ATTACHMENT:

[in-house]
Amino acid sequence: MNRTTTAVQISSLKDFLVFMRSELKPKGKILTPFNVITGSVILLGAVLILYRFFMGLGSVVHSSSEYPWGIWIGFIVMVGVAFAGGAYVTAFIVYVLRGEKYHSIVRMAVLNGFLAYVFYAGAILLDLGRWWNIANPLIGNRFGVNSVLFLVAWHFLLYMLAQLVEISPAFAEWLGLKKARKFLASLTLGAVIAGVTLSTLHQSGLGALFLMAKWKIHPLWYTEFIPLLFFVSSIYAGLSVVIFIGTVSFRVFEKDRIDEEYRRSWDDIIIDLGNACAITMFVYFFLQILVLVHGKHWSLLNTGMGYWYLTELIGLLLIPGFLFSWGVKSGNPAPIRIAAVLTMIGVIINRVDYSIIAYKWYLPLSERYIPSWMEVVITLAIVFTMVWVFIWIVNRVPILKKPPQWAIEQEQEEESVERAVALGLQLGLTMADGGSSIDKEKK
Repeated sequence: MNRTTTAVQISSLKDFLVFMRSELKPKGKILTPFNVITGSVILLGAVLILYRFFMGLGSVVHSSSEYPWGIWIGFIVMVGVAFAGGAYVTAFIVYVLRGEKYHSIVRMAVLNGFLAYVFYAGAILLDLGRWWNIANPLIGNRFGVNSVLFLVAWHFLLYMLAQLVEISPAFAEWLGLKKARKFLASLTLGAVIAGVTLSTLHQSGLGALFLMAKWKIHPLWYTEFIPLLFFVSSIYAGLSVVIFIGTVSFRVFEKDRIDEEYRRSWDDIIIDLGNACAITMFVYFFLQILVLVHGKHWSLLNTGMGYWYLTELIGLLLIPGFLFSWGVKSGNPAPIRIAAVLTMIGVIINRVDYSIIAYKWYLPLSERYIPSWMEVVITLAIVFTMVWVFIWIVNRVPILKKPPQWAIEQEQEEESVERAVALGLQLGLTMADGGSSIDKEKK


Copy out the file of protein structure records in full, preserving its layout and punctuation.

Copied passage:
[in-house]
Amino acid sequence: MNRTTTAVQISSLKDFLVFMRSELKPKGKILTPFNVITGSVILLGAVLILYRFFMGLGSVVHSSSEYPWGIWIGFIVMVGVAFAGGAYVTAFIVYVLRGEKYHSIVRMAVLNGFLAYVFYAGAILLDLGRWWNIANPLIGNRFGVNSVLFLVAWHFLLYMLAQLVEISPAFAEWLGLKKARKFLASLTLGAVIAGVTLSTLHQSGLGALFLMAKWKIHPLWYTEFIPLLFFVSSIYAGLSVVIFIGTVSFRVFEKDRIDEEYRRSWDDIIIDLGNACAITMFVYFFLQILVLVHGKHWSLLNTGMGYWYLTELIGLLLIPGFLFSWGVKSGNPAPIRIAAVLTMIGVIINRVDYSIIAYKWYLPLSERYIPSWMEVVITLAIVFTMVWVFIWIVNRVPILKKPPQWAIEQEQEEESVERAVALGLQLGLTMADGGSSIDKEKK
Repeated sequence: MNRTTTAVQISSLKDFLVFMRSELKPKGKILTPFNVITGSVILLGAVLILYRFFMGLGSVVHSSSEYPWGIWIGFIVMVGVAFAGGAYVTAFIVYVLRGEKYHSIVRMAVLNGFLAYVFYAGAILLDLGRWWNIANPLIGNRFGVNSVLFLVAWHFLLYMLAQLVEISPAFAEWLGLKKARKFLASLTLGAVIAGVTLSTLHQSGLGALFLMAKWKIHPLWYTEFIPLLFFVSSIYAGLSVVIFIGTVSFRVFEKDRIDEEYRRSWDDIIIDLGNACAITMFVYFFLQILVLVHGKHWSLLNTGMGYWYLTELIGLLLIPGFLFSWGVKSGNPAPIRIAAVLTMIGVIINRVDYSIIAYKWYLPLSERYIPSWMEVVITLAIVFTMVWVFIWIVNRVPILKKPPQWAIEQEQEEESVERAVALGLQLGLTMADGGSSIDKEKK